The medieval Bavarian stem duchy covered present-day Southeastern Germany and most parts of Austria along the Danube river, up to the Hungarian border which then ran along the Leitha tributary in the east. It included the Altbayern regions of the modern state of Bavaria, with the lands of the Nordgau march (the later Upper Palatinate), but without its Swabian and Franconian regions. The separation of the Duchy of Carinthia in 976 entailed the loss of large East Alpine territories covering the present-day Austrian states of Carinthia and Styria as well as the adjacent Carniolan region in today's Slovenia. The eastern March of Austria —roughly corresponding to the present state of Lower Austria— was likewise elevated to a duchy in its own right by 1156.

Over the centuries, several further seceded territories in the territory of the former stem duchy, such as the County of Tyrol or the Archbishopric of Salzburg, gained Imperial immediacy. From 1500, a number of these Imperial states were members of the Bavarian Circle of the Holy Roman Empire.


Older stem duchy

The origins of the older Bavarian duchy can be traced to the year 551/555. In his Getica, the chronicler Jordanes writes: "That area of the Swabians has the Bavarii in the east, the Franks in the west ..."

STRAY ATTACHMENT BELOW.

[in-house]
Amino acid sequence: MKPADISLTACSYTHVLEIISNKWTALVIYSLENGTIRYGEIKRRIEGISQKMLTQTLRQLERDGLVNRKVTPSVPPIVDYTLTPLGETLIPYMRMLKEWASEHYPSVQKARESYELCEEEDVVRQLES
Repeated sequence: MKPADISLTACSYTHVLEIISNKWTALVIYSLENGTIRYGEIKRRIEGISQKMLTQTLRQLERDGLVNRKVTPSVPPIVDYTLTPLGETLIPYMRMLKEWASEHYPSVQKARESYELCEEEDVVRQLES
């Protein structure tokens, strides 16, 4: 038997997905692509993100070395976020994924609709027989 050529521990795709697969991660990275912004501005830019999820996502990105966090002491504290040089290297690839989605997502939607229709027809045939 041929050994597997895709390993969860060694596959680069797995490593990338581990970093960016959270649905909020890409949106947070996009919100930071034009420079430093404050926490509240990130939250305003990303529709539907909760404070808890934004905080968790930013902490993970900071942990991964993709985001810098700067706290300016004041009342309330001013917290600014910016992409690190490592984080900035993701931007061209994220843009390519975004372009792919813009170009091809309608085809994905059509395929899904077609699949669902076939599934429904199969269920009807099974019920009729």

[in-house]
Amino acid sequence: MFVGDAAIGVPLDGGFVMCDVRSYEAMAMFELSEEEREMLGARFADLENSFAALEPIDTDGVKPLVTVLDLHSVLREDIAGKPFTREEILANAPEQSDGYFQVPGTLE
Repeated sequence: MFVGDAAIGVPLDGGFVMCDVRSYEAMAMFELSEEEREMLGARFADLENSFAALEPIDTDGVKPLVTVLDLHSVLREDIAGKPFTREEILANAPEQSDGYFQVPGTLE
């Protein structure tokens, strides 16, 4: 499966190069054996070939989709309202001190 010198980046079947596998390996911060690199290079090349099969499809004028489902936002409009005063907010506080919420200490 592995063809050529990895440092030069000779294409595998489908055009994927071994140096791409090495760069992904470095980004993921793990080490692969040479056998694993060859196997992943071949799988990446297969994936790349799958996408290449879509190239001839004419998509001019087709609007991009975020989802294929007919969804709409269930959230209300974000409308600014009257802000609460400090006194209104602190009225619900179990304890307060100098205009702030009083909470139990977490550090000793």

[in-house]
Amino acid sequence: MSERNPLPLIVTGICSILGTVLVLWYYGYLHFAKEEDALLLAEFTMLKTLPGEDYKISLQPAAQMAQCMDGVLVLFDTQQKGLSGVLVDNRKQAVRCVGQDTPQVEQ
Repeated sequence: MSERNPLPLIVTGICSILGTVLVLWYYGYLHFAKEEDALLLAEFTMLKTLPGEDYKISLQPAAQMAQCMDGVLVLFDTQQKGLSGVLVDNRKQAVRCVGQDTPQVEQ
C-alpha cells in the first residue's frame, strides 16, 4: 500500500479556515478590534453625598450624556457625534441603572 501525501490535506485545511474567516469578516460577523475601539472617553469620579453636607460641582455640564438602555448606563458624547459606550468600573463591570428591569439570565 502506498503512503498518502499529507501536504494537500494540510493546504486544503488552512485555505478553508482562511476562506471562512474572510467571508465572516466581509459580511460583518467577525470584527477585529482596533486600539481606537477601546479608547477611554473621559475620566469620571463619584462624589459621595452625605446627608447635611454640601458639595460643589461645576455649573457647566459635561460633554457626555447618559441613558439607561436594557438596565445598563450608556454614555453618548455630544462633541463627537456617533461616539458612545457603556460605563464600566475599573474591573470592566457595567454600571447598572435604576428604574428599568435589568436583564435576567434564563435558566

Until the end of the first duchy, all rulers descended from the family of the Agilolfings. The Bavarians then colonized the area from the March of the Nordgau along the Naab river (later called the Upper Palatinate) up to the Enns in the east and southward across the Brenner Pass to the Upper Adige in present-day South Tyrol. The first documented duke was Garibald I, a scion of the Frankish Agilolfings, who ruled from 555 onward as a largely independent Merovingian vassal.

On the eastern border, changes occurred with the departure of the West Germanic Lombard tribes from the Pannonian basin to northern Italy in 568 and the succession of the Avars, as well as with the settlement of West Slavic Czechs on the adjacent territory beyond the Bohemian Forest at about the same time. At around 743, the Bavarian duke Odilo vassalised the Slavic princes of Carantania (roughly corresponding with the later March of Carinthia), who had asked him for protection against the invading Avars. The residence of the largely independent Agilolfing dukes was then Regensburg, the former Roman Castra Regina, on the Danube river.